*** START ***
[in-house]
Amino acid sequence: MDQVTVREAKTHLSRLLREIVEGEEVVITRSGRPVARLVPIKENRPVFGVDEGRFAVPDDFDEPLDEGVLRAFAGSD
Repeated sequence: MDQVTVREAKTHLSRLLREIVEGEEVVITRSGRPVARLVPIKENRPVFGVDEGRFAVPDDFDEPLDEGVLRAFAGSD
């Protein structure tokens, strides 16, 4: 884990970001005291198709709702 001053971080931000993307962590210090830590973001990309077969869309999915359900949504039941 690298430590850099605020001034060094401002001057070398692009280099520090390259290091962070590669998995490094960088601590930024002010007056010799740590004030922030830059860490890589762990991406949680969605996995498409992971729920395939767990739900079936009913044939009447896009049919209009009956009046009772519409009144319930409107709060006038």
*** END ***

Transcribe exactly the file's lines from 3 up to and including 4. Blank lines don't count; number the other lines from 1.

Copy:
Repeated sequence: MDQVTVREAKTHLSRLLREIVEGEEVVITRSGRPVARLVPIKENRPVFGVDEGRFAVPDDFDEPLDEGVLRAFAGSD
């Protein structure tokens, strides 16, 4: 884990970001005291198709709702 001053971080931000993307962590210090830590973001990309077969869309999915359900949504039941 690298430590850099605020001034060094401002001057070398692009280099520090390259290091962070590669998995490094960088601590930024002010007056010799740590004030922030830059860490890589762990991406949680969605996995498409992971729920395939767990739900079936009913044939009447896009049919209009009956009046009772519409009144319930409107709060006038």